Boogaard H.,Institute for Risk Assessment science IRAS |
Kos G.P.A.,Energy Research Center of the Netherlands |
Weijers E.P.,Energy Research Center of the Netherlands |
Janssen N.A.H.,Institute for Public Health and the Environment RIVM |
And 4 more authors.
Atmospheric Environment | Year: 2011
Policies to reduce outdoor air pollution concentrations are often assessed on the basis of the regulated pollutants. Whether these are the most appropriate components to assess the potential health benefits is questionable, as other health-relevant pollutants may be more strongly related to traffic. The aim of this study is to compare the contrast in concentration between major roads and (sub)urban background for a large range of pollutants and to analyze the magnitude of the measured difference in the street - background for major streets with different street configurations. Measurements of PM10, PM2.5, particle number concentrations (PNC), black carbon (BC), elemental composition of PM10 and PM2.5 and NOx were conducted simultaneously in eight major streets and nine (sub)urban background locations in the Netherlands. Measurements were done six times for a week during a six month period in 2008. High contrasts between busy streets and background locations in the same city were found for chromium, copper and iron (factor 2-3). These elements were especially present in the coarse fraction of PM. In addition, high contrasts were found for BC and NOx (factor 1.8), typically indicators of direct combustion emissions. The contrast for PNC was similar to BC. NO2 contrast was lower (factor 1.5). The largest contrast was found for two street canyons and two streets with buildings at one side of the street only. The contrast between busy streets and urban background in NO2 was less than the contrast found for BC, PNC and elements indicative of non-exhaust emissions, adding evidence that NO2 is not representing (current) traffic well. The study supports a substantial role for non-exhaust emissions including brake- and tyre wear and road dust in addition to direct combustion emissions. Significant underestimation of disease burden may occur when relying too much on the regulated components. © 2010 Elsevier Ltd.
Buster M.C.A.,Municipal Health Service Amsterdam |
Van Brussel G.H.A.,Municipal Health Service Amsterdam |
Van Ree J.M.,Central Committee on the Treatment of Drug Addicts |
Van Ree J.M.,Rudolf Magnus Institute of Neuroscience
European Addiction Research | Year: 2011
This study aims to asses the influence of inhalable heroin on pulmonary function in chronic heroin-dependent patients treated with inhalable heroin. Among 32 patients (all cigarette smokers), a spirometric test was conducted at baseline and after an average period of 10 months of treatment with medically prescribed heroin. Patients showed a high frequency of pulmonary dysfunction at baseline [34%, with percentage of forced expiratory volume in 1 s (%FEV 1) <80%]. However, after excluding those who started pulmonary treatment (n = 2) or who used heroin intravenously only (n = 2), no statistically significant differences in %FEV1 between baseline and follow-up were observed (n = 28; mean %FEV1 86% at baseline vs. 91% at follow-up; p = 0.09). This small and relatively brief study suggests that 10 months of co-prescribed inhalable heroine base does not seem to (further) deteriorate pulmonary function in chronic, cigarette smoking treatment refractory heroin addicts. Screening for and treatment of pulmonary dysfunction is recommended for methadone patients with and without co-prescribed heroin. Copyright © 2011 S. Karger AG, Basel.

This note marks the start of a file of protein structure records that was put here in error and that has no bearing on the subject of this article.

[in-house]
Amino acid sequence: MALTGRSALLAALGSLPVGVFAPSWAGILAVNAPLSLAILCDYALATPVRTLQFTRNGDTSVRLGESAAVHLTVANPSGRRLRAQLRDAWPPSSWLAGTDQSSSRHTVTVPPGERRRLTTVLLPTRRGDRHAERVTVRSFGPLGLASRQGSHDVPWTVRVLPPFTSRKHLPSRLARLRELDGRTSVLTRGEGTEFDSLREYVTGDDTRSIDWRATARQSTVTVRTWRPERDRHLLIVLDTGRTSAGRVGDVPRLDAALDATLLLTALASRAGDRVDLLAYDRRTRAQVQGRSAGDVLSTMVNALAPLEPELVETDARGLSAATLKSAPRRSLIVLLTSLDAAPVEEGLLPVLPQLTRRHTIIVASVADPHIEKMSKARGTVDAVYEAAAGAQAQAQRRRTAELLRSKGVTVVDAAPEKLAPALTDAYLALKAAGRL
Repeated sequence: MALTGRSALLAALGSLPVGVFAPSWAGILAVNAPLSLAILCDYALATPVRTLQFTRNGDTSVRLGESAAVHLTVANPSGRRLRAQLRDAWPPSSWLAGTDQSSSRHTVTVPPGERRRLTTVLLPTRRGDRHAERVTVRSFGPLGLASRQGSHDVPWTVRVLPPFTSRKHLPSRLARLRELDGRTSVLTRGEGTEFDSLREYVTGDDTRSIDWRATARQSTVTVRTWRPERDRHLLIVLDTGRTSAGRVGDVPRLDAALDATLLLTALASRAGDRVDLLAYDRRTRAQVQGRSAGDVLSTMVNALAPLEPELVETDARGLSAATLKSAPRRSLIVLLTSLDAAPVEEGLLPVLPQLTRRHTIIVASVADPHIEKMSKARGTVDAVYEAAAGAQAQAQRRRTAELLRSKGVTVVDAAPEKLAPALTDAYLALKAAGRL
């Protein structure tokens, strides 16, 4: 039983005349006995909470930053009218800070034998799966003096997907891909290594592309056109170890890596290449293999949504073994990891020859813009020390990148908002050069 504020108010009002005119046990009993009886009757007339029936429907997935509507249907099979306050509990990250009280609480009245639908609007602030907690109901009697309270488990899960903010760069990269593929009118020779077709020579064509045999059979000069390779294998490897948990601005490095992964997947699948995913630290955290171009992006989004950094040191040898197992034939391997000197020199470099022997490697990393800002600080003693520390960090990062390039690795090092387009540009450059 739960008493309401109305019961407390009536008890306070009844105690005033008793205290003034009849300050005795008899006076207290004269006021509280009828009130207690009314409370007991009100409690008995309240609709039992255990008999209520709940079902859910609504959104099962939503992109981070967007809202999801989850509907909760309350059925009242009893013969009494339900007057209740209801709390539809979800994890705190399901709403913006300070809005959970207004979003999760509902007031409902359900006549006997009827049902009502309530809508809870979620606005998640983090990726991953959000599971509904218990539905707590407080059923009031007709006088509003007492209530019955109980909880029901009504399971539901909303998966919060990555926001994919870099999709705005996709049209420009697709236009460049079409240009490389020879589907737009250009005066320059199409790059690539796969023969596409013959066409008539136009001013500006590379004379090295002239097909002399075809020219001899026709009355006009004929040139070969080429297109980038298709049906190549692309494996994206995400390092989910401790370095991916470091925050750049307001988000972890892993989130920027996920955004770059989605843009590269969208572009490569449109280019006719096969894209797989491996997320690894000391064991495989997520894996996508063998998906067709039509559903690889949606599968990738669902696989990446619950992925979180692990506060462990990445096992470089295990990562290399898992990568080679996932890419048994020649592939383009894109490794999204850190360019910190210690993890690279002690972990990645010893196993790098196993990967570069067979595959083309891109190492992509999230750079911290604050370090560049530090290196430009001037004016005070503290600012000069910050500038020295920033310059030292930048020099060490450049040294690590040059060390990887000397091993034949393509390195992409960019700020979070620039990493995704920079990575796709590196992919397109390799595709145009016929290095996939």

Braam A.W.,Altrecht Mental Health Care |
Braam A.W.,Medical Center Amsterdam |
Schrier A.C.,Altrecht Mental Health Care |
Tuinebreijer W.C.,Municipal Health Service Amsterdam |
And 3 more authors.
Journal of Affective Disorders | Year: 2010
Background: Depressive patients may derive consolation as well as struggle from their religion. Outside the Western-Christian cultures these phenomena did not receive much empirical exploration. The current study aims to describe how positive and negative religious coping strategies relate to depressive symptoms in different ethnic groups in The Netherlands. Methods: Interview data were derived from the second phase of the Amsterdam Health Monitor, a population based survey, with stratification for ethnicity (native Dutch N = 309, Moroccan 180, Turkish 202, Surinamese/Antillean 85). Religious coping was assessed using a 10-item version of Pargament's Brief RCOPE; depression assessment included the SCL-90-R and the Composite International Diagnostic Interview. Results: The five positive religious coping items constituted one sub-scale, but the five negative religious coping items had to be examined as representing separate coping strategies. Across the ethnic groups, negative religious coping strategies had several positive associations with depressive symptoms, subthreshold depression, and major depressive disorder: the most robust association was found for the item 'wondered whether God has abandoned me'. Other significant associations were found for interpreting situations as punishment by God, questioning whether God exists, and expressing anger to God. Limitations: Due to the two-phase design and low participation in this urban sample, the non-response was substantial. Therefore, the study focused on associations, not on prevalences. Conclusion: The more or less universal finding about 'feeling abandoned by God' may suggest how depression represents an existential void, irrespective of the religious background. © 2010 Elsevier B.V. All rights reserved.
Boogaard H.,University Utrecht |
Janssen N.A.H.,National institute for Public Health and the Environment RIVM |
Fischer P.H.,National institute for Public Health and the Environment RIVM |
Kos G.P.A.,Energy Research Center of the Netherlands |
And 8 more authors.
Science of the Total Environment | Year: 2012